Remembering Judy Garland
"Ditch the rainbow song!" - Anon., Hollywood, 1939
April 27, 2004
I'll never forget Judy Garland. She had a childlike quality, never more pronounced than in her early films. Watching Judy in the Wizard of Oz, you felt that this was someone who, in a real sense, had not yet fully entered upon her twenties. It's a rare quality in actors, and particularly remarkable in one so young.

It was a quality she shared, like so much else, with Jimmy Gumdrop. Yes, it's an unlikely surname, and there were those who were convinced that Jimmy, like Judy herself, had been born a Gumm - or perhaps in his case a Dropp, you could argue it either way. It wasn't true; I worked with Jimmy for many years, and I can assure you that he objected strenuously if any aspersions were cast on his ancestral handle. He came from a long line of Gumdrops, you know the sort of thing - there were Gumdrops on the Mayflower, and so forth. He even had family in the old country, although Jimmy's relations with them were strained; they didn't approve of his lifestyle, you know. Damn them, I remember Jimmy fairly yelling at me across the dressing-room one night - damn those goody-goody Gumdrops!

You don't much hear the name of Gumdrop these days, and for that I must take some of the blame. It was I, you understand, who introduced Jimmy to the works of A. A. Milne. They were a revelation to Jimmy: he'd never read anything like it before in his life. In fact, Jimmy hadn't read anything at all in his life: his father, you see, was a strict disciplinarian of somewhat old-fashioned views, and he thought that a conventional school education would give Jimmy 'ideas'. I was never really sure whether the old man had a particular type of idea in mind, or simply objected to rational thought in any form.

In any case, being stranded on an iceberg and brought up by seals left Jimmy with very few ideas of any kind. When I introduced him to the Hundred-Acre Wood and the changing of the guard at Buckingham Palace, the effect was electric. Several of his most famous songs actually date from that encounter, at least in their original form. You'll know "The Crystal Butterdish", of course:

Before you spread my bread with marmalade
I'd like to ask the dairymaid
If there's some butter for my bread
That's what I said - just for my bread

Jimmy was particularly fascinated with the name "A. A. Milne". After he'd had a few slices he used to refer to him as "Ma Alien" - loved his anagrams, did Jimmy - or "Hey Hey, Milne!". He actually started to write a song around that second phrase, but he didn't get very far before he was stuck for a rhyme.

Hey, hey, Milne!
Let's open up your kiln!
Let's break up all your pottery!

That was pretty much it. A few days later I came up with 'lottery', but Jimmy said the moment had gone.

By then, though, he wasn't plain old Jimmy Gumdrop any more. You see, Jimmy was obsessed with that poem about the little boy whose mother goes down to the end of the town - I think it reminded him of an occasion in his childhood, when a seal he was particularly fond of disappeared for several days. (He never did find out where she'd been. Taciturn creatures, your seals.) Eventually he prevailed upon the guitarist and the drummer - Robbie thingummy and Sly whatsit, you know - to change their names to 'Wetherby' and 'George Dupree'; he, of course, was James James Morrison Morrison, or "Mr Mojo Marjoram Resin Session". (I'd rather not talk about Jimmy's marjoram resin sessions.)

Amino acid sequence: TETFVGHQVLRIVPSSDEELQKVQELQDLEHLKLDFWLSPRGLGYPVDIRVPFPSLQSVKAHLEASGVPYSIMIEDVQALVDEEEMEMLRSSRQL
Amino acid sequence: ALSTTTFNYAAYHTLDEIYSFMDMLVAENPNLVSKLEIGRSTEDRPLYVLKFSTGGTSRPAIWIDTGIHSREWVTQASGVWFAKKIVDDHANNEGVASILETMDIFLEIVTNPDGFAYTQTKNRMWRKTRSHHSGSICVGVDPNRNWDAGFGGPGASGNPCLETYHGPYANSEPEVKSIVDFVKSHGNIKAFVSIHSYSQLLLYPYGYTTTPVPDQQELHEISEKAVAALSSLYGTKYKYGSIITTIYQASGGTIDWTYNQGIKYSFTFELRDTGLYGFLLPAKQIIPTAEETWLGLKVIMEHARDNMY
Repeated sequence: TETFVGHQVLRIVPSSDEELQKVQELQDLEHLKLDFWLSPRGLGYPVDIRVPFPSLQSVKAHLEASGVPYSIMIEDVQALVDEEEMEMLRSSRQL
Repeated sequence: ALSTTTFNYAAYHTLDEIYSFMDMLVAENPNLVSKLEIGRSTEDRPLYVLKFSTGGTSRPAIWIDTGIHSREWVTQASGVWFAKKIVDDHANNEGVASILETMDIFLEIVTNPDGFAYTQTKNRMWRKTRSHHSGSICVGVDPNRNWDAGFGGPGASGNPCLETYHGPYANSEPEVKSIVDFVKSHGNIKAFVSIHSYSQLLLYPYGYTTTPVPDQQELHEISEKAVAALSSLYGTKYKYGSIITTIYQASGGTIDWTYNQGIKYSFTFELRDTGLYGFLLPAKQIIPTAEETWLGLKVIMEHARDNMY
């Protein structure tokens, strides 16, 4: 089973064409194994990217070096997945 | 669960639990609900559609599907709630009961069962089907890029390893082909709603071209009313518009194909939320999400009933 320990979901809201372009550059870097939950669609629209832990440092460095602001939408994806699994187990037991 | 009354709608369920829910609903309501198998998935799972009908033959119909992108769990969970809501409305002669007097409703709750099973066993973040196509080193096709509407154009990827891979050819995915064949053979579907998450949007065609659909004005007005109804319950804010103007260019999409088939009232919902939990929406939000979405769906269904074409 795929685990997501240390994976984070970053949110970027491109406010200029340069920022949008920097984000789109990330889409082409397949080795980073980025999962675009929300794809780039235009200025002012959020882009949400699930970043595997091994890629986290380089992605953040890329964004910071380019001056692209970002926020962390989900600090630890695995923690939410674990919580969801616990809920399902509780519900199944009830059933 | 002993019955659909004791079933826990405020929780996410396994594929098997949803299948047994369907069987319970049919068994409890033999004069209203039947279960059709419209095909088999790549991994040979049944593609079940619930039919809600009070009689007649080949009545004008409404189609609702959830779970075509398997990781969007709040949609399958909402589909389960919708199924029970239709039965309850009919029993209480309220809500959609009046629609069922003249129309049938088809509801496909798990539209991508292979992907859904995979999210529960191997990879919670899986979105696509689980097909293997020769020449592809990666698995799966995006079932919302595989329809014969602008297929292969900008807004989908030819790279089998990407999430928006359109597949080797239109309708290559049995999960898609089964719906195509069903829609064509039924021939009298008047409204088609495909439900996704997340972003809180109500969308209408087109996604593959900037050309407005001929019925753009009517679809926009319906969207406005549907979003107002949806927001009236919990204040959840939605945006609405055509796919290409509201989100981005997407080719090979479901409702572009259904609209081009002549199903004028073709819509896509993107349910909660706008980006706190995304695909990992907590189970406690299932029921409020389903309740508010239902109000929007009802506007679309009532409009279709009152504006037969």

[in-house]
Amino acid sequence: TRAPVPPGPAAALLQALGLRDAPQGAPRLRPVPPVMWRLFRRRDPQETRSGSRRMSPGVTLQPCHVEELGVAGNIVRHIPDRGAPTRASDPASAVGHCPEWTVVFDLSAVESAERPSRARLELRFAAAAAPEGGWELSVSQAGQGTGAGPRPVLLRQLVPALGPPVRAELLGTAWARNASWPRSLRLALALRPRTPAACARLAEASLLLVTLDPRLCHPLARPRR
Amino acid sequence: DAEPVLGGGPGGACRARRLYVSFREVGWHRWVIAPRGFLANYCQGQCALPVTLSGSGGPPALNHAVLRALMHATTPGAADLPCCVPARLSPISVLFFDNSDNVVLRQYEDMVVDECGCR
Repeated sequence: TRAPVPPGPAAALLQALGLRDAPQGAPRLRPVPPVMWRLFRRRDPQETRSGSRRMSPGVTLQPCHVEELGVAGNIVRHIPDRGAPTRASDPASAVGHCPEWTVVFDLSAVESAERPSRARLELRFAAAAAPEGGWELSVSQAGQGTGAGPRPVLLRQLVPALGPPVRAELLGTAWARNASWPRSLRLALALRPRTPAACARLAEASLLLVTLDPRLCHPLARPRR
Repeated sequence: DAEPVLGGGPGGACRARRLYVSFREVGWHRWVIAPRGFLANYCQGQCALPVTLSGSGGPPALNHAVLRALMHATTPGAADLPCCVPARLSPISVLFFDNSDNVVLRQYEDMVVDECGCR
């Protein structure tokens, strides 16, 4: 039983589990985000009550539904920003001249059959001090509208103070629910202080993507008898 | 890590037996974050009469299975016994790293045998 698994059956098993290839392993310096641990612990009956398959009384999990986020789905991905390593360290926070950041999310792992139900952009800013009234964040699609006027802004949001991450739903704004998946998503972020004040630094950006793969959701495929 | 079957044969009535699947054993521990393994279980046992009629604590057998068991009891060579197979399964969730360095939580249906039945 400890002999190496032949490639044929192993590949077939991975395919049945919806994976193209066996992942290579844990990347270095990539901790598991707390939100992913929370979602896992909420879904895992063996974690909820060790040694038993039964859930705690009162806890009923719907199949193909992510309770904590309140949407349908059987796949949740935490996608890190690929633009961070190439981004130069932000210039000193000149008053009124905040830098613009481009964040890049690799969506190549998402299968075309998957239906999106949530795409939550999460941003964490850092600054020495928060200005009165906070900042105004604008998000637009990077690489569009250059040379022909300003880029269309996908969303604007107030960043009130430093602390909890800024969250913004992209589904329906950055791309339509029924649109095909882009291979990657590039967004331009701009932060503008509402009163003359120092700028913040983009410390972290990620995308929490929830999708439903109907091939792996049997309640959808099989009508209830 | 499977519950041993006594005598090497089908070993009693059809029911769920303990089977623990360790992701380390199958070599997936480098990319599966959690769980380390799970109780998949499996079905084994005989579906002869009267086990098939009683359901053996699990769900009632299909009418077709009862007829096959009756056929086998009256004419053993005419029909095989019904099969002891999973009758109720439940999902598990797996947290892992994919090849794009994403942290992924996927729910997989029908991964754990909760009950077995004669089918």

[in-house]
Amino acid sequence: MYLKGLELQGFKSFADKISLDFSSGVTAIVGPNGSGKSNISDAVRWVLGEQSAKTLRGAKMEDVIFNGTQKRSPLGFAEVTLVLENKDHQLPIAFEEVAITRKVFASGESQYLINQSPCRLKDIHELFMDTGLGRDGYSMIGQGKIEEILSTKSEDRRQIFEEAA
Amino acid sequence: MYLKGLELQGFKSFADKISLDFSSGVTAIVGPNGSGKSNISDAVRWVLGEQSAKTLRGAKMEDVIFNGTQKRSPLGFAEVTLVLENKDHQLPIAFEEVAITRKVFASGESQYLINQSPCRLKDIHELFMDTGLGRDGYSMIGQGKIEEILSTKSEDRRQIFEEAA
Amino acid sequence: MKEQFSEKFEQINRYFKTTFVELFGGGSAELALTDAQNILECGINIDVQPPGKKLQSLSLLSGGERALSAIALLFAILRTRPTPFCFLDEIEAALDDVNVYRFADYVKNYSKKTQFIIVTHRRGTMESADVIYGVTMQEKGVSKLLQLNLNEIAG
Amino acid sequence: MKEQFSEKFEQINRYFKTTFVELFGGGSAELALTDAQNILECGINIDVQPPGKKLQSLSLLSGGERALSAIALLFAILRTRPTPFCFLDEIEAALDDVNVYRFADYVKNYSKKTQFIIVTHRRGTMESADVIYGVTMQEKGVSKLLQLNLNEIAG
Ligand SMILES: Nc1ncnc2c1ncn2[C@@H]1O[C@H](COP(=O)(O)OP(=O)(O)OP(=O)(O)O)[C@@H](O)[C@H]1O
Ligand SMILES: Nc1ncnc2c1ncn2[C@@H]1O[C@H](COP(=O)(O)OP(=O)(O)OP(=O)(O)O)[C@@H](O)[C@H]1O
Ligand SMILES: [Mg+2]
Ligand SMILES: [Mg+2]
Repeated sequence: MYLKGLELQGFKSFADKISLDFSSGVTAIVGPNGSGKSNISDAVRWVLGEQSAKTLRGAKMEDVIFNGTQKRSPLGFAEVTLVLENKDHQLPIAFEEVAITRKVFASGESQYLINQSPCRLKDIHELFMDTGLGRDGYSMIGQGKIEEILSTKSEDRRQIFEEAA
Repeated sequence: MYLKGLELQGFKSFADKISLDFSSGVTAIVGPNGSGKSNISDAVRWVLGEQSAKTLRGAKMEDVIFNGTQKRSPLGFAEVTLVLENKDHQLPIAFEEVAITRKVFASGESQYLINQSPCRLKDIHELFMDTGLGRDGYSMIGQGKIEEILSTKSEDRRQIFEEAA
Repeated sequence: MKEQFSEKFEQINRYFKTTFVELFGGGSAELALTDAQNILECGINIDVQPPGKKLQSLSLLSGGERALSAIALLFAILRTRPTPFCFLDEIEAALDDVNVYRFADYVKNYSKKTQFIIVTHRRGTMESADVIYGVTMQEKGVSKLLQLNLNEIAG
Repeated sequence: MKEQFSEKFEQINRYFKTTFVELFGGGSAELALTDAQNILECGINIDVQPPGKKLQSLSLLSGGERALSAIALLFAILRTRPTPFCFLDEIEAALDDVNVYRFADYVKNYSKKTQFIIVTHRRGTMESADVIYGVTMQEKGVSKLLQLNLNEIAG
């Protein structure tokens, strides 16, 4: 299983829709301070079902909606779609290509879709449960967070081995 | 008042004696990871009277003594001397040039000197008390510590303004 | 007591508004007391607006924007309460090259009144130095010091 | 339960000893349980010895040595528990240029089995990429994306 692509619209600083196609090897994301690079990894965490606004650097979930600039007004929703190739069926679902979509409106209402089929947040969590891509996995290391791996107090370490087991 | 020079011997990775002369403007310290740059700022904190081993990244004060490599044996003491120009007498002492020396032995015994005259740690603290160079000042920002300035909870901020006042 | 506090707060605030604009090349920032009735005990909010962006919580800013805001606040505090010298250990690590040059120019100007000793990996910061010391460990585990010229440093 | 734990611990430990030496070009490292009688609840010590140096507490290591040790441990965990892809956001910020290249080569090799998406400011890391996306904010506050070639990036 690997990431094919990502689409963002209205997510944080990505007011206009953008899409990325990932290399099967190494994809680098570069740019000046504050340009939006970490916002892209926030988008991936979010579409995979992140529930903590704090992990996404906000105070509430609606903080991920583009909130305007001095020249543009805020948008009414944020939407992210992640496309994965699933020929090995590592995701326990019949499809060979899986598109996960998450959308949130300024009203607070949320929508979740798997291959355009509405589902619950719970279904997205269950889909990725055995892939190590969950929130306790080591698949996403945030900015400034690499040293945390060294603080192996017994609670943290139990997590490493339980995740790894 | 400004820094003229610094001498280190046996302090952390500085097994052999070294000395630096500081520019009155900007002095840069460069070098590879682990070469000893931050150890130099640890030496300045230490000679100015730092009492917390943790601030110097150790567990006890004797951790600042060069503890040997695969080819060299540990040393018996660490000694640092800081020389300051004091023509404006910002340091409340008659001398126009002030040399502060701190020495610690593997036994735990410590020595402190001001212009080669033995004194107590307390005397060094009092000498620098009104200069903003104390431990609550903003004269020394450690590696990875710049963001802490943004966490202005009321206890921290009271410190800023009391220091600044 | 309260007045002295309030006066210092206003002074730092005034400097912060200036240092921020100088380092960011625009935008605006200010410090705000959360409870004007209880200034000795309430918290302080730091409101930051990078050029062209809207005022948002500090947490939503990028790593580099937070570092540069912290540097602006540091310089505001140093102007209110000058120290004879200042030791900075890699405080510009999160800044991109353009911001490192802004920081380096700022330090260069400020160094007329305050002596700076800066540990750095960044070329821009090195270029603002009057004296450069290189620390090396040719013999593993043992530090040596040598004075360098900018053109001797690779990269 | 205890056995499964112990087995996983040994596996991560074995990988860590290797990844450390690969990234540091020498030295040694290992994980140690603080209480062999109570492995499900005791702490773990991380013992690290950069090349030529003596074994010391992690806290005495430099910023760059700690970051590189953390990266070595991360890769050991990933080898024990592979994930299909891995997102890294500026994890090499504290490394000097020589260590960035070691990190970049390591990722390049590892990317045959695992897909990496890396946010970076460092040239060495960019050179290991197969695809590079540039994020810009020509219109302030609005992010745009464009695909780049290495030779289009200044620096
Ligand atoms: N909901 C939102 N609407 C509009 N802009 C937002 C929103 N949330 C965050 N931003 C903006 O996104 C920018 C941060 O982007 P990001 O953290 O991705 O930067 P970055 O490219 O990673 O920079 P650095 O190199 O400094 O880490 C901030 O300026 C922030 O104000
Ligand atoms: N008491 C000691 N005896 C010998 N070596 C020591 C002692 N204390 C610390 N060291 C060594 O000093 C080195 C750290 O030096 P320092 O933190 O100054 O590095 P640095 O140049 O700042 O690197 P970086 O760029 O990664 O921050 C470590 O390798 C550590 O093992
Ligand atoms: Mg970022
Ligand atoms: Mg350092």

The problem came with the other chap, Manzanilla, Manzanera - Ray Manzarek, that's the fellow. Around this time young Ray was going by 'Raimondo'. It was another of Jimmy's anagrams that did it - 'Raimondo Manzarek' is a near-perfect anagram of 'Mr Amazonian Dork'. I never knew what it meant myself, but I gathered that this was very much the positive sense of the word 'dork'. Hard to imagine now. Actually it was quite hard to imagine then, but one did one's best. In any case, little Ray wouldn't go along with the whole Milne-related naming scheme; he and one of the other chaps could have split 'George' and 'Dupree' between them, but no. So for a while the posters said something along the lines of

$1/50c BEFORE 10
DOORS 7:30

Around that time Jimmy had been unlucky enough to secure the services of one of the hot new names in poster design - Hashbash and his Coat Coloured Brown, or Nigel Brown as we knew him back in Guildford. If you've seen any of Nigel's work from the period, you can imagine what he could do with that much text. The repro technology of the time didn't help, although to be honest that fauve-on-ganache colour scheme is difficult to bring off even now. The end result was that nobody could read a damn thing, frankly. The proprietor of the Whiskey - Mr Gogo, I suppose he was, we were never close - well, he was furious. He sent some people round with strips of paper to stick on to the posters, to make sure the essential information got across. "BAND AT THE WHISKEY $1 DOORS 7:30"

We all know what happened next. The show was a huge success, and the name stuck. Later, of course, the One-Dollar Doors became the plain old Doors, and James James Morrison Morrison became plain old James Morrison, or "Mr Major Noises". But that's another story for another day.

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